Readers of my FNT posts might find them a bit solipsistic. After all, the posts are usually about my fights, my problems, how I felt, and so on. If anybody finds them to be overly self-indulgent, well, they haven't said. But with that said, where else can I be self-indulgent if not in the "pages" of my personal blog?
But my imaginary critics raise a valuable point. Looking over the FNT entry for this past Friday, you would have no idea that a scrappy, never-say-die underdog (in the form of Cheechin Doobie) racked up his first win against a previously undefeated opponent (Allison Tobias). You would not have learned that untested first-timer Marcello Pausch narrowly defeated lightweight champion Pipp McDonnell (now former champion, but that's another story) in a non-title match, or that another fighter making her debut that night, Stacey Kanto, made her mark with a KO win over the more experienced Angel Tedeschi. Highlights, all, and worthy of mention.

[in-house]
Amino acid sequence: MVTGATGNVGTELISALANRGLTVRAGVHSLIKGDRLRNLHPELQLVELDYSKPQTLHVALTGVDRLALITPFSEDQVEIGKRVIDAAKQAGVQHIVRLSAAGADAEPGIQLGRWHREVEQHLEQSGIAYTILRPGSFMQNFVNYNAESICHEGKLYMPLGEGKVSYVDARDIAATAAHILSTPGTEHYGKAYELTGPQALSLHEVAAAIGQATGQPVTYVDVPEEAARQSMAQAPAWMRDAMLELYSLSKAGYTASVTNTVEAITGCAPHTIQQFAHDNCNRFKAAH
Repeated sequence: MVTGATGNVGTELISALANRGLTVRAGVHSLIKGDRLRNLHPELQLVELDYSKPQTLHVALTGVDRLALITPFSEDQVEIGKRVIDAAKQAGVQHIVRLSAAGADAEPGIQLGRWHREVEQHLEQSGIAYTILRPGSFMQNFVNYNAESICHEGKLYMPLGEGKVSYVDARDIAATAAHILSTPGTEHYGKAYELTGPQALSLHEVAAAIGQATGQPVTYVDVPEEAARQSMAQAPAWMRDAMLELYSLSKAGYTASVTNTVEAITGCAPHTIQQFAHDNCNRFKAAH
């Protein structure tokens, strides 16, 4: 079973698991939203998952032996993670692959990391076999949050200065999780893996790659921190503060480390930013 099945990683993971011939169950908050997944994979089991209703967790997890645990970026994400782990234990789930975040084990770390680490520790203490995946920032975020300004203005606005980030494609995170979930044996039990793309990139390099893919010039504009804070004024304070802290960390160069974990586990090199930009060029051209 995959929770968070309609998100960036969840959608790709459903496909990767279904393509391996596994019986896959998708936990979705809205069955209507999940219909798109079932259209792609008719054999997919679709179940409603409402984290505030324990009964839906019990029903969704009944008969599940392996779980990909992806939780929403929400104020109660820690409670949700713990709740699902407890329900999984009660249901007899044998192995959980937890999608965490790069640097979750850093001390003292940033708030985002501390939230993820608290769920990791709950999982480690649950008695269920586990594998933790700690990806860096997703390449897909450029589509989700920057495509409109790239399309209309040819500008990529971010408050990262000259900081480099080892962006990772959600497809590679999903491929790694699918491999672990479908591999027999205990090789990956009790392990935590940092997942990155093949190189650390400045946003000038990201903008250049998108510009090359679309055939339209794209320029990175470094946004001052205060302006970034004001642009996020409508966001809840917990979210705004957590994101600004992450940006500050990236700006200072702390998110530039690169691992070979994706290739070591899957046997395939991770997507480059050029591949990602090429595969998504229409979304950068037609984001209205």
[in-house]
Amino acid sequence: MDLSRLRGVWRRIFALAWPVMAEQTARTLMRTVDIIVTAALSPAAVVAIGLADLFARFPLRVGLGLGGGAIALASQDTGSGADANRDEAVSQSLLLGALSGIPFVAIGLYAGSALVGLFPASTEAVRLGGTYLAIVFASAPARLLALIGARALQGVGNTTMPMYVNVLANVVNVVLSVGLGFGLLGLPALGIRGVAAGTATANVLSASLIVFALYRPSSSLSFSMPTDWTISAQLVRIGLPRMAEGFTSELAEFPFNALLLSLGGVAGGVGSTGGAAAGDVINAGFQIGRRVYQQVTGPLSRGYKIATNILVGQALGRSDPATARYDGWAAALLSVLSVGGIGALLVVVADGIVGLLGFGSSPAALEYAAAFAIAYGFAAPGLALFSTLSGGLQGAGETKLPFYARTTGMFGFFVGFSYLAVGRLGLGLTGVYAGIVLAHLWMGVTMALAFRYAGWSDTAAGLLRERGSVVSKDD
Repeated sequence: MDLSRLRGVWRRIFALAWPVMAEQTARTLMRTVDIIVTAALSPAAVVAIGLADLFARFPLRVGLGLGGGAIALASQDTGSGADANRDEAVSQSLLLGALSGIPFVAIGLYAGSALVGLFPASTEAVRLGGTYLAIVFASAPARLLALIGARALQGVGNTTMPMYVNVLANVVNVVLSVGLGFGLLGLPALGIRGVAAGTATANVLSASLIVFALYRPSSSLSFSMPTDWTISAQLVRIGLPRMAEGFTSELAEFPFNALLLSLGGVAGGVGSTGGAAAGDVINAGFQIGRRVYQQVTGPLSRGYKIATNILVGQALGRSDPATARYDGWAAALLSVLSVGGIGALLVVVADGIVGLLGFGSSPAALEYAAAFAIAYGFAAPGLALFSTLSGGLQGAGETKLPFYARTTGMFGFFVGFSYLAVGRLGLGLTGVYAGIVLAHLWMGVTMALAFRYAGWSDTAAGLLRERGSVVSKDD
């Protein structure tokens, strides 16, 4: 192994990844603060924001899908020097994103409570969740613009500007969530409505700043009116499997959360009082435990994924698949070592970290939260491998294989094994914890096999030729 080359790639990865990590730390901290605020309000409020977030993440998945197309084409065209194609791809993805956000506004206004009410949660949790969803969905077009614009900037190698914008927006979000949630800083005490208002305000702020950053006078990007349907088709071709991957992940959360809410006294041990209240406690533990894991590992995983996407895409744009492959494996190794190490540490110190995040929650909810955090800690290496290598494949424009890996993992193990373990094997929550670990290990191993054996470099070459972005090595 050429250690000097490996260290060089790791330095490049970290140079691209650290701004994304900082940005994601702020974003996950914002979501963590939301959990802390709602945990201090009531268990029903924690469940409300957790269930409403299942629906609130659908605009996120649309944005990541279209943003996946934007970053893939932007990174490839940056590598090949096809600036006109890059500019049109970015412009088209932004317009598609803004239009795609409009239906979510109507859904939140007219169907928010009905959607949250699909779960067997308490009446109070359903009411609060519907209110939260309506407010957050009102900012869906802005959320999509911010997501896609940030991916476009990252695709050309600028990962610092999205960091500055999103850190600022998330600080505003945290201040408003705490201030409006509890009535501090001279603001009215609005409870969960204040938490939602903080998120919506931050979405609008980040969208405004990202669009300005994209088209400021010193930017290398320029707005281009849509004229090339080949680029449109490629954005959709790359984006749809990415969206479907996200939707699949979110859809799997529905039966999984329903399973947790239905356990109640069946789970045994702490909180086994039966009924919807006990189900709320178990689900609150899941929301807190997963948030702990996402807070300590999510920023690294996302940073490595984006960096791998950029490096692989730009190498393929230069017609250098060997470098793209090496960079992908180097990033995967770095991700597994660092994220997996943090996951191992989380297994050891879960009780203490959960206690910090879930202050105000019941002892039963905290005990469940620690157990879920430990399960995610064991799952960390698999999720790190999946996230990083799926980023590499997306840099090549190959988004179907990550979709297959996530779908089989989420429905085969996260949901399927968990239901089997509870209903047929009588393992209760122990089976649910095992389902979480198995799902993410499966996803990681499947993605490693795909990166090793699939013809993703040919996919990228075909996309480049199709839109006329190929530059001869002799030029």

You also wouldn't know of the evening's "lowlight", which is the point of this particular post: Our first ever disqualification. The fighter in question was a lightweight who was using techniques forbidden to his weight class. After a verbal warning and restarting the first round, the fighter persisted in his actions and the match was stopped.
Karine, the coaching staff, and I have been making an extra effort this past week to make sure the rules for boxing at Averlast are well known. In addition to verbal reinforcement during the week's sparring sessions, the rules for lightweights, middleweights, and heavyweights are posted at the forums, with a group notice sent out to make sure everyone knows that they're there.
Since their posting, they've gotten all of twelve views, collectively.
These rules weren't put in place to ruin anybody's fun. Quite the opposite, in fact. They're meant to ensure fair fights and keep the playing field for each weight class (and between weight classes) level. And regardless as to whether or not everyone knows them, they will be uniformly enforced.
And if this somehow riles some deep libertarian streak within the reader, suspicious of burdensome regulation, I advise a quick look at the real world. The WBC has a book of rules and regulations that, by comparison, make Averlast's rules look like breezy, easy reading.